On 12 October 2022, the UN General Assembly adopted Resolution ES 11/4 declaring that the staged referendums and attempted annexation are invalid and illegal under international law.
  In favour: 143
  Against: 5
  Abstained: 35
  Absent: 10

Some Russian nationalists seek to annex parts of the "near abroad", such as the Baltic states.[44] Governor of the Russian occupation of Zaporizhzhia Oblast Yevgeny Balitsky has described how "all of the Baltics" were "all our lands, and our people live there," calling to "correct this...through the might of Russian weapons" and "get our people back, the former subjects of the Russian Empire".[45] Others also some fear potential escalation due to Russian irredentist aspirations in Northern Kazakhstan.[46]

Looking at the Russian efforts as a whole, the news network Al Jazeera has quoted University of San Francisco scholar Stephen Zunes as remarking, "The level of physical devastation and casualties thus far over a relatively short period is perhaps the [worst] in recent decades which, combined with the irredentist aims of the conquest, makes Russia’s war on Ukraine particularly reprehensible in the eyes of the international community."[2]

U.S. news publication The Washington Post has stated that the Russian government could start a chain reaction of irredentist mass violence, which then "could break the international order".[47]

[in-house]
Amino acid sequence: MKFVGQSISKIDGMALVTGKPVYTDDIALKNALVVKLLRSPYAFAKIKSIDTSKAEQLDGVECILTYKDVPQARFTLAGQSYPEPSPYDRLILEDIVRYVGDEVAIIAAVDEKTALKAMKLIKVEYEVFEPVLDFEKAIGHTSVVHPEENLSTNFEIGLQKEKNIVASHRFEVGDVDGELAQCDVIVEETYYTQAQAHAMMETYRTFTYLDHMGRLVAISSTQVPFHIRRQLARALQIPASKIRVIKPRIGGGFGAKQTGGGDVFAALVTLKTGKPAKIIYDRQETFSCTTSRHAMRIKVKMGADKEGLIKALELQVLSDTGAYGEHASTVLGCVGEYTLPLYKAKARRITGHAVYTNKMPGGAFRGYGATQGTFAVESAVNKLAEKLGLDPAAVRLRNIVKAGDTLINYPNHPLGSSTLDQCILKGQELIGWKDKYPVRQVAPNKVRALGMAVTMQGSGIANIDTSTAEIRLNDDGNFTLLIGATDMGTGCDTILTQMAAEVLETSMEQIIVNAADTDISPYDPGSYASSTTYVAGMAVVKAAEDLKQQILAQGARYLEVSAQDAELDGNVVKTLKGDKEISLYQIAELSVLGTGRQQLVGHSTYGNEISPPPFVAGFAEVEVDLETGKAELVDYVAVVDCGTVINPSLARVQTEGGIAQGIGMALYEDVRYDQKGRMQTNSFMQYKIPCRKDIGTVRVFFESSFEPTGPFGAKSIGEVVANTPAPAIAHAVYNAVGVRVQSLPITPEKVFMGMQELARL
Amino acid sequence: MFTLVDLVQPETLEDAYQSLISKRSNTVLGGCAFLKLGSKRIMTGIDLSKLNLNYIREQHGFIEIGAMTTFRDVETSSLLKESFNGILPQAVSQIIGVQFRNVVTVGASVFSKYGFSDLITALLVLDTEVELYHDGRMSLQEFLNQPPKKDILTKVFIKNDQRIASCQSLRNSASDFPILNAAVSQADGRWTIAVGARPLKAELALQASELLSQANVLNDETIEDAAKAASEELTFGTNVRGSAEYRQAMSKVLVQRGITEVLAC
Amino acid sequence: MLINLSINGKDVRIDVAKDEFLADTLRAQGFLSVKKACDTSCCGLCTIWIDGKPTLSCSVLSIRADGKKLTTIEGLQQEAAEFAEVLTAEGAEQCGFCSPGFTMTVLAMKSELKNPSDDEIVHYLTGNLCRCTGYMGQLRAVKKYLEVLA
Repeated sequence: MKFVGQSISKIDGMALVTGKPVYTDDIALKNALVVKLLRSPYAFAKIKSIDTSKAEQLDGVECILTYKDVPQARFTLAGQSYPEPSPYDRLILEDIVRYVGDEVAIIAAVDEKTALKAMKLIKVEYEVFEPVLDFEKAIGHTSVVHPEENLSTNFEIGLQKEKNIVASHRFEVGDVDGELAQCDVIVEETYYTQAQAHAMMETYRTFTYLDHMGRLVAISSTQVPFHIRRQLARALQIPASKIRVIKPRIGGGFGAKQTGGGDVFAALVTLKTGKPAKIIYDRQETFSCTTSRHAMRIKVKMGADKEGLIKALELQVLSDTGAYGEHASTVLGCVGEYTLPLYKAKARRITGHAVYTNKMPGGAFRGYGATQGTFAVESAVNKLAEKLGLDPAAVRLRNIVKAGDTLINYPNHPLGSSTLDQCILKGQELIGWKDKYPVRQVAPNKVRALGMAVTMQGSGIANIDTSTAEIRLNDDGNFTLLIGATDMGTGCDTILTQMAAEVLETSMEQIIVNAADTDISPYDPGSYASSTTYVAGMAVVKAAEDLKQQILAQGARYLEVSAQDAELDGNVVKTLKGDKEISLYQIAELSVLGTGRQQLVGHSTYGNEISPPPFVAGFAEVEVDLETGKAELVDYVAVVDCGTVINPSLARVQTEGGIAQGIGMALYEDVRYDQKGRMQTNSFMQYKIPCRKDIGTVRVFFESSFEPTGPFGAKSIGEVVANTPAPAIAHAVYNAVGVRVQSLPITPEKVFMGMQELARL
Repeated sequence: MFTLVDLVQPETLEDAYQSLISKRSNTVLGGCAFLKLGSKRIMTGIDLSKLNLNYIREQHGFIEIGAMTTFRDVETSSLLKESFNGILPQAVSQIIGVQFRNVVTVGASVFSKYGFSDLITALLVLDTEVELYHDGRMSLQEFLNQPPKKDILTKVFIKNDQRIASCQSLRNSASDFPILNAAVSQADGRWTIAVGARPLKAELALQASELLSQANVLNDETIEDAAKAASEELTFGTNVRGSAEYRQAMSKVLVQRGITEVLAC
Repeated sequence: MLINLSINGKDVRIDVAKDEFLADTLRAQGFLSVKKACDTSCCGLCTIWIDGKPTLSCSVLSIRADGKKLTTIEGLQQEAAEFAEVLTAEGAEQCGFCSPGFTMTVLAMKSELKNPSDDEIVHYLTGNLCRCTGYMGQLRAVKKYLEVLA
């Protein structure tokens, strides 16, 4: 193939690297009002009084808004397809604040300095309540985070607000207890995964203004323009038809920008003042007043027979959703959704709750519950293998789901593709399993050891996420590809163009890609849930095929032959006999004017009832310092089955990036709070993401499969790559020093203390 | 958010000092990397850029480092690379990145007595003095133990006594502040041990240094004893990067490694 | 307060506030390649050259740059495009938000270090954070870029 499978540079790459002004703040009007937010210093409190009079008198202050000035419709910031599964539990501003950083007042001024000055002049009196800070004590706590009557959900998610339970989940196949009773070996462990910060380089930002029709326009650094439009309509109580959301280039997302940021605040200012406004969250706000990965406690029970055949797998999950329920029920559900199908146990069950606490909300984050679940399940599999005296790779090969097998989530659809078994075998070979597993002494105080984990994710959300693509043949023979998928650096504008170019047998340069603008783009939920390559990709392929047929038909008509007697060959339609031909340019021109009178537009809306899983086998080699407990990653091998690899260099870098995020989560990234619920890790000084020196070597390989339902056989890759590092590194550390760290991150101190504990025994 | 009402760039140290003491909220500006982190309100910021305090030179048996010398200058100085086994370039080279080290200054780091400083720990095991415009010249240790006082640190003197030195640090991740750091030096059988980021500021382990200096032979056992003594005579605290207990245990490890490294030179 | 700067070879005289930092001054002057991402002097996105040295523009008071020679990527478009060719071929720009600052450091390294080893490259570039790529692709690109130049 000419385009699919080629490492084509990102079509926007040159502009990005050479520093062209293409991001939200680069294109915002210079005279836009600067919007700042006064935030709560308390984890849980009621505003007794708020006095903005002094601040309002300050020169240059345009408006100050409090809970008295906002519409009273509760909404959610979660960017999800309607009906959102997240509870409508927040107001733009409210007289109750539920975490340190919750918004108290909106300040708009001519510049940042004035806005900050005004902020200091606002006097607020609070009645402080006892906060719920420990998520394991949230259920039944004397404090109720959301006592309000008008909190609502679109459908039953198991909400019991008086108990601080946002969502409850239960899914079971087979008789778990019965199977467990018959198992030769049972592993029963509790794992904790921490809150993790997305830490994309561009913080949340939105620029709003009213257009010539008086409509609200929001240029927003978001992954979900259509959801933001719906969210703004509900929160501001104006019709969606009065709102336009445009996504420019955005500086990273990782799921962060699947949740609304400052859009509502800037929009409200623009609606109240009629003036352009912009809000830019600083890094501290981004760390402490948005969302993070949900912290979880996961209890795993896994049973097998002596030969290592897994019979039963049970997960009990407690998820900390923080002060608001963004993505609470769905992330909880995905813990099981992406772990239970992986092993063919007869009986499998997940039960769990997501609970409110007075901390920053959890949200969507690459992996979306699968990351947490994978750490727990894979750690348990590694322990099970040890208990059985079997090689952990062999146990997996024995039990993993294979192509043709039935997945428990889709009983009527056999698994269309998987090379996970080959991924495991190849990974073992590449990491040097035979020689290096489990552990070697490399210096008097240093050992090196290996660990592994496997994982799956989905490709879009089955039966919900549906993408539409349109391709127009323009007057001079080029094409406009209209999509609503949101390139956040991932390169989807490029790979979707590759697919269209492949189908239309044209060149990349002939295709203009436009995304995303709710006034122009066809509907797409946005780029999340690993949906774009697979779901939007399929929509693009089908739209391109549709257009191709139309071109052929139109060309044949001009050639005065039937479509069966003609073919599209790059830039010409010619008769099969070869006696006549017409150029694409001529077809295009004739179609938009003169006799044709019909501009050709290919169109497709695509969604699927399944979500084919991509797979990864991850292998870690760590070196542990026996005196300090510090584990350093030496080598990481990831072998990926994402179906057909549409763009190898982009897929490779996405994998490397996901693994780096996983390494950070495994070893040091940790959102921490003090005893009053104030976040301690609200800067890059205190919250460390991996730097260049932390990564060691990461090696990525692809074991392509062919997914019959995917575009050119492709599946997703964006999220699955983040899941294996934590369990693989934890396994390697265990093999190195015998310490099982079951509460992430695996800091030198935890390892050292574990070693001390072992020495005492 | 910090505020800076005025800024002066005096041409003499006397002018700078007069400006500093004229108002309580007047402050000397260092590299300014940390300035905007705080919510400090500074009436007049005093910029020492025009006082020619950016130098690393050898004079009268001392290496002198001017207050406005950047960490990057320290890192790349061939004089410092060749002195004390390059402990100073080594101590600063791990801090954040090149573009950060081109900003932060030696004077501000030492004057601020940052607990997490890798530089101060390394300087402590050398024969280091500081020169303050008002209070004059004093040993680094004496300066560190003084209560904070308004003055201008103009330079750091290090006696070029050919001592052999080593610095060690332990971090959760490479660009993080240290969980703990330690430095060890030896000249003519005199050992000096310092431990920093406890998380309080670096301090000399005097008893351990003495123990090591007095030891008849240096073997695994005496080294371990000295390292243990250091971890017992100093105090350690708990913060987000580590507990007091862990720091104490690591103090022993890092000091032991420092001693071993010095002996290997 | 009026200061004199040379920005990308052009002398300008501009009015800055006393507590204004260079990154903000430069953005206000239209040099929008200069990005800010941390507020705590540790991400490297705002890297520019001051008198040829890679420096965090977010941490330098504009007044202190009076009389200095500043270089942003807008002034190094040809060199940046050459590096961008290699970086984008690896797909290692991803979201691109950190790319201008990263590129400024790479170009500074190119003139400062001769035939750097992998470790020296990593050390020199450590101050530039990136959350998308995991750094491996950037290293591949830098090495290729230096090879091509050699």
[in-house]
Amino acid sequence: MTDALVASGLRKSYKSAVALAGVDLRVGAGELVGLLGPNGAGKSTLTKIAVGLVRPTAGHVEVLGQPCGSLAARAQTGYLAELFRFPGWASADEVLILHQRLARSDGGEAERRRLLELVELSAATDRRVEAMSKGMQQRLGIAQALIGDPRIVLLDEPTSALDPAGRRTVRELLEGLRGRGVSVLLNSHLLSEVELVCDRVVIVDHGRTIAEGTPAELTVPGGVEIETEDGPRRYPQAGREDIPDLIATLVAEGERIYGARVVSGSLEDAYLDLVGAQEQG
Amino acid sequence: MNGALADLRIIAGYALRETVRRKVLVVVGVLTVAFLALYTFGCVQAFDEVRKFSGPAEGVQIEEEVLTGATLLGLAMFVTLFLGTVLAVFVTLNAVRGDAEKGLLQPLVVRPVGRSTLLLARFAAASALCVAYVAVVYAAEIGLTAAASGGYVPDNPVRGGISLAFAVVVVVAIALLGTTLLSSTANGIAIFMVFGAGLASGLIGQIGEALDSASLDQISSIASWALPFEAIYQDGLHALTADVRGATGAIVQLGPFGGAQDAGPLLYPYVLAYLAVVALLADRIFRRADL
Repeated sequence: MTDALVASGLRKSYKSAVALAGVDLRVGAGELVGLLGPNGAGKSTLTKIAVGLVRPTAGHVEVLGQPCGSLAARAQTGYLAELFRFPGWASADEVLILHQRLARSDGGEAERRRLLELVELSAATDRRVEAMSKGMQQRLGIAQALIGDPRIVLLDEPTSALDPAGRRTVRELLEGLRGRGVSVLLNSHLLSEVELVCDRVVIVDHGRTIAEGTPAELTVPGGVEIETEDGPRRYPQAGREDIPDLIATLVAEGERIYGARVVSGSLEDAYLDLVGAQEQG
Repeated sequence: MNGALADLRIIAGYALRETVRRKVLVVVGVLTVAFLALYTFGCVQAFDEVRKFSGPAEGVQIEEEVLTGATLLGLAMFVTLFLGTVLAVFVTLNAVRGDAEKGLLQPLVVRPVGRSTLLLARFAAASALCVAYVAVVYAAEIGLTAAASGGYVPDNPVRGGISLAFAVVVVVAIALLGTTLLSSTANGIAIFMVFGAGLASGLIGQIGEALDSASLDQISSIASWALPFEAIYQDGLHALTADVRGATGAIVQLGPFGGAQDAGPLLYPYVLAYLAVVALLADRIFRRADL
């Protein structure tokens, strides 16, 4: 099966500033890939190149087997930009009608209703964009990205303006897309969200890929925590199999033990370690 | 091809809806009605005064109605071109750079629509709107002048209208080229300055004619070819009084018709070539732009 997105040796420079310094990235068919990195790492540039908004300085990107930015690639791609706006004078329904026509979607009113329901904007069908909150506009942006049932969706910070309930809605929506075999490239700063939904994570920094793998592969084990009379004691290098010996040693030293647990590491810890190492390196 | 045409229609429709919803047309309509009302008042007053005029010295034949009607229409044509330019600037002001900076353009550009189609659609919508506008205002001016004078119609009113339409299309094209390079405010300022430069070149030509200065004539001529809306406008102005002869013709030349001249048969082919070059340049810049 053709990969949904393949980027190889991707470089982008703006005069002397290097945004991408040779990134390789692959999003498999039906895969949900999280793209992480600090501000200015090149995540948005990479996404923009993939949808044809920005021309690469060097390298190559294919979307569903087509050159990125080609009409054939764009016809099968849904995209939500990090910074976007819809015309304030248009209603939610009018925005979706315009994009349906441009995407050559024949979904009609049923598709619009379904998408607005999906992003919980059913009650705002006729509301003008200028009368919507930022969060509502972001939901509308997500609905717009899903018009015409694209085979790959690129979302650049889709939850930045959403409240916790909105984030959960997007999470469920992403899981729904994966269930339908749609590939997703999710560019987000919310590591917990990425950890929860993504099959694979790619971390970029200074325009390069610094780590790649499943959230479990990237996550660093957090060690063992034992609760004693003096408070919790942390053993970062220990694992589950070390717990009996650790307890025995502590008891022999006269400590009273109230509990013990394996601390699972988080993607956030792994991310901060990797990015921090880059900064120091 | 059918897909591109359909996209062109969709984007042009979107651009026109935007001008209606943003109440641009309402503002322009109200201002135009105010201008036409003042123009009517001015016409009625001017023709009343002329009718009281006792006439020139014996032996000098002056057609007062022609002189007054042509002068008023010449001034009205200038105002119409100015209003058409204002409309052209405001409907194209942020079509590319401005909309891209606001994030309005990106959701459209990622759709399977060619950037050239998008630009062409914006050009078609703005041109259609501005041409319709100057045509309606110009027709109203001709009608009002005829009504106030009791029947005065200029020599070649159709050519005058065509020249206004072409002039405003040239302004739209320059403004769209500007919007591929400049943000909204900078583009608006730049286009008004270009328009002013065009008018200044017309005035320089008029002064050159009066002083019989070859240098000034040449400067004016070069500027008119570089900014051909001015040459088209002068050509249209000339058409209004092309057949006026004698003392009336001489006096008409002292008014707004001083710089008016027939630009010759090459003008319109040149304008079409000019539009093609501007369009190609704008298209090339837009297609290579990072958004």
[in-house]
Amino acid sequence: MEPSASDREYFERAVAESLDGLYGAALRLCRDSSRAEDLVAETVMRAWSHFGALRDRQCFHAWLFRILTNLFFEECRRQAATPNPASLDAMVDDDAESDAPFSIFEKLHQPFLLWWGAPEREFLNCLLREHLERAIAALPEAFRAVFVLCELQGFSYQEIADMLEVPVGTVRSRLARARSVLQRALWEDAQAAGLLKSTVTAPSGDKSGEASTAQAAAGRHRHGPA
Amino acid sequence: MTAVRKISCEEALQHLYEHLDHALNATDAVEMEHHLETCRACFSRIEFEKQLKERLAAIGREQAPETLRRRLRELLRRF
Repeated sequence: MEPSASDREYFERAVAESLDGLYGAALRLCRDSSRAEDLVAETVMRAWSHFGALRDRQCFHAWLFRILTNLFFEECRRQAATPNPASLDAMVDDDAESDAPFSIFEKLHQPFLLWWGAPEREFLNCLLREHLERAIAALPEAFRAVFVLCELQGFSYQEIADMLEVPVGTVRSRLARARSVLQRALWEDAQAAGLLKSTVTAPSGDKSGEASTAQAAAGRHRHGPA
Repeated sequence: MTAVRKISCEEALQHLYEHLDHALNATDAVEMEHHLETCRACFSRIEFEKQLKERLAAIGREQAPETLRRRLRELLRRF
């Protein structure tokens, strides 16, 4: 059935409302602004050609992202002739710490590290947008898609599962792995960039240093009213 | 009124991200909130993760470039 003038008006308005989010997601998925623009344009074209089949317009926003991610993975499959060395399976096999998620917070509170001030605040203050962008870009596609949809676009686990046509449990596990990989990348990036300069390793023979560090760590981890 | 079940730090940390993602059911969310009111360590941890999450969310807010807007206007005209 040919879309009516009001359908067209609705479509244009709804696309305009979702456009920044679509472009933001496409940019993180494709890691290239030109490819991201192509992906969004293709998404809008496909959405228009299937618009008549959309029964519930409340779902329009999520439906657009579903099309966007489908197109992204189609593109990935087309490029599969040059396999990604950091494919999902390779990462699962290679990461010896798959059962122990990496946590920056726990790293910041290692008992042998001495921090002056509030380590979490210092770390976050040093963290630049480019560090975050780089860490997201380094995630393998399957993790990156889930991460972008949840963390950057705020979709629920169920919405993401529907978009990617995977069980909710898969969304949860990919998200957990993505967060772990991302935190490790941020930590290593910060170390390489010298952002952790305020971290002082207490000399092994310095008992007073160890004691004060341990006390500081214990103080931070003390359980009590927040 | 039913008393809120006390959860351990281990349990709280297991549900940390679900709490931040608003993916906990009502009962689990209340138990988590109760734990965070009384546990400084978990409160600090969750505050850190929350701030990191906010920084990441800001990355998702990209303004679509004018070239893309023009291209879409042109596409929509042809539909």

These annexations and irredentist aspirations were declared illegal by the UN. On 12 October 2022, the United Nations General Assembly passed Resolution ES-11/4 advocating for territorial integrity of Ukraine, with 143 nations voting in favor, 5 against and 35 abstaining. It condemned the "illegal so-called referendums" and the "attempted illegal annexation" and demanded that Russia immediately reverse its decisions and withdraw its forces from Ukraine.[48]

See also

Notes

  1. ^ The state expanded eastwards, westwards and southwards, which led to the conquests of Siberia, the Caucasus, Turkestan, and Uzbekistan.

References

  1. ^ Nagle, John (8 May 2014). "Russia's nationalist quest risks future of European borders". The Conversation.
  2. ^ a b "Can Russia return to the world stage, as other aggressor nations?". Al Jazeera. 29 March 2022. Retrieved 7 April 2022.
  3. ^ Saideman & Ayres 2008, p. 96.
  4. ^ Tristan James Mabry; John McGarry; Margaret Moore; Brendan O'Leary (2013). Divided Nations and European Integration: National and Ethnic Conflict in the 21st Century. University of Pennsylvania Press. p. 365. ISBN 9780812244977.
  5. ^ Saideman & Ayres 2008, p. 197.
  6. ^ Saideman & Ayres 2008, p. 199.
  7. ^ Saideman & Ayres 2008, p. 196.
  8. ^ "Vladimir Putin: Russia's border 'doesn't end anywhere'". BBC News. 24 November 2016. Retrieved 19 June 2023.
  9. ^ Armando Navarro (2015). Mexicano and Latino Politics and the Quest for Self-Determination: What Needs to Be Done. Lexington Books. p. 536. ISBN 9780739197363.